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Manufacturing is the engine that made America prosperous.

Modern manufacturing will play a pivotal role in our long-term economic vitality.

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The Manufacturing Institute: Addressing the Skills Gap


In the early 1990s, Labor Secretary William Brock commissioned a report that projected shortages of high-skill workers in the coming decades. The report’s projections proved accurate. Today, the skills shortage is a real challenge facing U.S. manufacturers of all sizes.

According to The Manufacturing Institute, the education and research arm of the NAM, 82 percent of executives think the skills gap will hurt their ability to meet customer demands. As the baby boom generation continues to retire, the gap could result in two million unfilled jobs.

The shortage is real. It now typically takes 90 days to recruit engineers, researchers, and scientists. Job applicants often lack the math, computer, technology, and problem-solving skills needed for advanced manufacturing jobs. Access to high-skill foreign workers is unwittingly hampered by short-sighted federal limits on H 1B visas. Even the companies that are most creative in filling vacancies admit that the skill shortage is real.

The Institute is implementing an assertive multi-point strategy that promises to move the needle on this long-term challenge. A skills-gap solution must focus on youngsters entering the workforce, as well as retraining current workers, continuing to engage women in manufacturing, and welcoming veterans into the industrial workforce.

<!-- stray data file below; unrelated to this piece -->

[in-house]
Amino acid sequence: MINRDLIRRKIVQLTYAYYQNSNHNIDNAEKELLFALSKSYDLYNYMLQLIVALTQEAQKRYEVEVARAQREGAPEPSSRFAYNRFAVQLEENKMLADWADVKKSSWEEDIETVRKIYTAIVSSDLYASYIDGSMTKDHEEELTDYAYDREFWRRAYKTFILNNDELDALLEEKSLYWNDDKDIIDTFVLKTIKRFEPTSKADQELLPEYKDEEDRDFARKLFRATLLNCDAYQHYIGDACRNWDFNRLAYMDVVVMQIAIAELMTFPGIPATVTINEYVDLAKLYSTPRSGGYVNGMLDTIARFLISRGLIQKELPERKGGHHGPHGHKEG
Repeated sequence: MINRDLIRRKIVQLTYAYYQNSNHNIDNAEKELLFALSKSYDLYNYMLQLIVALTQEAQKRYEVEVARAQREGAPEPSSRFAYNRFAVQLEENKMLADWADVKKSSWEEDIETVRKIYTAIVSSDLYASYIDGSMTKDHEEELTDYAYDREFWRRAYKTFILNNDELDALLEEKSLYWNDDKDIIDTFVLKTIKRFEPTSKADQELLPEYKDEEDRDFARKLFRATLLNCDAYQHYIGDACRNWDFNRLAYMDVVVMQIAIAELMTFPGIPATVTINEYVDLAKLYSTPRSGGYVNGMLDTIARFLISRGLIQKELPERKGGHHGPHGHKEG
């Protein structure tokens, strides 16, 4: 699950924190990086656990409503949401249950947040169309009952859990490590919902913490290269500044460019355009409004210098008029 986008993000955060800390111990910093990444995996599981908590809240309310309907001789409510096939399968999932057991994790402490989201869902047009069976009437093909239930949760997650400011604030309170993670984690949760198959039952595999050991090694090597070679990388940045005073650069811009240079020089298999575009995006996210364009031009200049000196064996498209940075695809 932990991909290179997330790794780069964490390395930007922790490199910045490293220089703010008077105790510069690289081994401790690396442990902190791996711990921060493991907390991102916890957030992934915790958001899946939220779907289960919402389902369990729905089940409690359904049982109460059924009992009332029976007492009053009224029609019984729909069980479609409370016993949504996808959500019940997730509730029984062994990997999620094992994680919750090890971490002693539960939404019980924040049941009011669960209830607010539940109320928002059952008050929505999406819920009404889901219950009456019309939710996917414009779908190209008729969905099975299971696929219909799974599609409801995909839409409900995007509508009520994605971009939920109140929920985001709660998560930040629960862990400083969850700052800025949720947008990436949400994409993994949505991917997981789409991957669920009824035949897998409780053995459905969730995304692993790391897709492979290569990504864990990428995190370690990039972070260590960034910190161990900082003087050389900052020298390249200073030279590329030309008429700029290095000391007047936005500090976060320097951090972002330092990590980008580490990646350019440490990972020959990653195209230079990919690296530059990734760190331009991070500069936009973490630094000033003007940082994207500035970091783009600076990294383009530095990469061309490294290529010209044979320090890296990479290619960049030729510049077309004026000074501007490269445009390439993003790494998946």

One priority is skills training. The Institute launched the Skills Certification System to advance a renaissance of manufacturing education nationwide. Standards are designed by and for industry, and endorsed by the NAM.

Since 2011, a total of 419,528 certifications have been presented to individuals for skills including machining-and-metalworking, welding, construction, automation, die casting, fabrication, fluid power, lean, quality, logistics, engineering, and other skills. Employers can hire these individuals with confidence in the skills they bring to the workplace.

There is a great need to reach young people with positive messages about manufacturing careers.

As Ray Bacon, president of the Nevada Manufacturers Association notes, young people can accumulate the right skills and knowledge, but manufacturers and educators must do a better job of inspiring young people to choose careers in manufacturing.

The Manufacturing Institute agrees. Research indicates that only 3 out of 10 parents encourage their children to pursuer manufacturing careers, and that Gen Y respondents rank manufacturing last as a career choice, according to the Institute.

To respond, on Manufacturing Day each October, the Institute partners with manufacturers to bring students into advanced-manufacturing workplaces to see first-hand how workers deploy technology, enjoy challenging work in clean environments, and create cutting-edge products. The tours also educate teachers, and generate positive press coverage that can shape public opinion.

The Dream It. Do It. careers initiative reinforces that message at the local level all year long, and encourages students to study math and science to prepare themselves for exciting career options.

To highlight the rewarding careers manufacturing offers women, the Institute presents the annual STEP awards, where 130 women in manufacturing honorees and emerging leaders are recognized. This again calls attention to attractive career opportunities.

The Institute also teamed up with Deloitte on a report titled, “2015 Women in Manufacturing Study: Exploring the Skills Gap.” Noting that women make up 47 percent of the workforce, but only 27 percent of the manufacturing workforce, the study offers valuable recommendations for increasing women’s participation in manufacturing.

To learn more about The Manufacturing Institute and its initiatives, click here.